The high profile legal row over whether Goldman Sachs exploited naïve Colonel Gadaffi-era staff at Libya’s sovereign wealth fund has erupted as the bank countersued, claiming the false allegations could damage its good reputation.
The new, post revolution regime at the Libyan Investment Authority claims Goldman charged the fund more than $1bn for several complex derivative investments running up to the Lehman Brothers crisis. The investments subsequently turned out to be practically worthless. The LIA alleges Goldman made a $350m profit on the transactions.
It has argued that Goldman abused the inexperience of the Libyan staff and coerced them into giving the bank the money with inducements including luxury trips to Morocco, gifts and an internship to the brother of a key employee.
However, Goldman has just countersued, pointing out that the LIA had advisers including the former Financial Services Authority chairman Sir Howard Davies, who later resigned his post as director of the London School of Economics over lucrative donations and contracts to the university from the Gadaffis and their regime.
Other advisers included investment banker Lord Jacob Rothschild, Goldman points out, adding that one of the key funds was run by Hatim Gheriani who is now a senior executive at HSBC.
Goldman admits hiring the brother of the fund’s number two, Mustafa Mohamed Zarti as an intern at its London and Dubai offices but said that was only after the last disputed trade was concluded. Coincidentally, reports yesterday said that internship is the focus of an investigation by Wall Street’s Securities and Exchange Commission.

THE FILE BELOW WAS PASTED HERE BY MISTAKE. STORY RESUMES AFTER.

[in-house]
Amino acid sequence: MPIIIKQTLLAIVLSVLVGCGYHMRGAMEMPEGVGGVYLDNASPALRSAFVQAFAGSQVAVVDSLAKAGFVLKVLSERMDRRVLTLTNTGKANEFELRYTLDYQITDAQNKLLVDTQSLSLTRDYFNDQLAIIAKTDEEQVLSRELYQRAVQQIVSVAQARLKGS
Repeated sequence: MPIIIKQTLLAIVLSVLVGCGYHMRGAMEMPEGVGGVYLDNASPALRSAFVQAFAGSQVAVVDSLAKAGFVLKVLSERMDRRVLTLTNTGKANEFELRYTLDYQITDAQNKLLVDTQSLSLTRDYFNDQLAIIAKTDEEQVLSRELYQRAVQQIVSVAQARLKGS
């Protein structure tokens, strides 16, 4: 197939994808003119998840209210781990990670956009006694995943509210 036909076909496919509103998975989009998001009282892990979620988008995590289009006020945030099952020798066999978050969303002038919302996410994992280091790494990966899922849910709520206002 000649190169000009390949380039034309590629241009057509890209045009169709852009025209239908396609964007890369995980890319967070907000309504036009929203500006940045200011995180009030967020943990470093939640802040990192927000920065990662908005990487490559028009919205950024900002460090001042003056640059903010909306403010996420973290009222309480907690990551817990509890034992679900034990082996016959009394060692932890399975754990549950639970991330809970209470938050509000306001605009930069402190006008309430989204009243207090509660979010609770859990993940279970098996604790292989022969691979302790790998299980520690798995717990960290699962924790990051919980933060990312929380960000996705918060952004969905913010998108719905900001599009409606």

It also admits its lead dealmaker Youssef Kabbaj treated LIA staff to trips to Morocco but said the LIA fund had consented to the bank providing the accommodation and entertainment in writing.
The bank also confirmed Mr Kabbaj “occasionally” brought them small gifts, but said that was nothing out of the ordinary in a bank-client relationship.
However, it strenuously denies the LIA staff were naïve, claiming the key individuals were “perfectly capable” of understanding the nine trades in question.
It argues that the trades were not “procured by undue influence” and claims they only lost money because the financial markets moved against them, rather than them being inherently weak.
It says senior staff at the LIA had banking experience or business degrees and that, anyway, it provided training for them. At issue in the court will be the question of whether such experience was adequate to understand the kinds of complex derivatives the men bought from Goldman’s specialist bankers.
Goldman says it was introduced to the LIA by Chris Malone, a consultant of the controversial Monitor Group management consultancy, which has since admitted it was wrong to accept millions of pounds from the Gadaffi regime to present the dictator in a positive light.
In an apparent bid to make clear that it was far from being the only bank dealing with the LIA, Goldman argues that, at the time the Libyans agreed to invest, they had also made, or were looking to make, investments with Societe General (which the LIA is also now suing), HSBC, Och-Ziff (the hedge fund whose conduct is now the subject of a US investigation) and the London hedge fund Cheyne Capital. Many other banks also held meetings with LIA staff at the Libyan-owned Corinthia Hotel in London including those from RBS, Barclays Capital and Deutsche Bank, the suit contends.
Goldman also denies the Libyan claims that the LIA felt their relationship was like a partnership, arguing it was in fact an arms-length banker-customer relationship, although it admits its key dealmaker, Youssef Kabbaj – who organised the Morocco trips – sometimes addressed the Libyans as “friends” or “team.”
The bank is demanding an unspecified amount of damages and says the case would cause it to suffer loss and damages including cost, time and reputational harm or loss of business.
The first hearing is due next month.Reuse content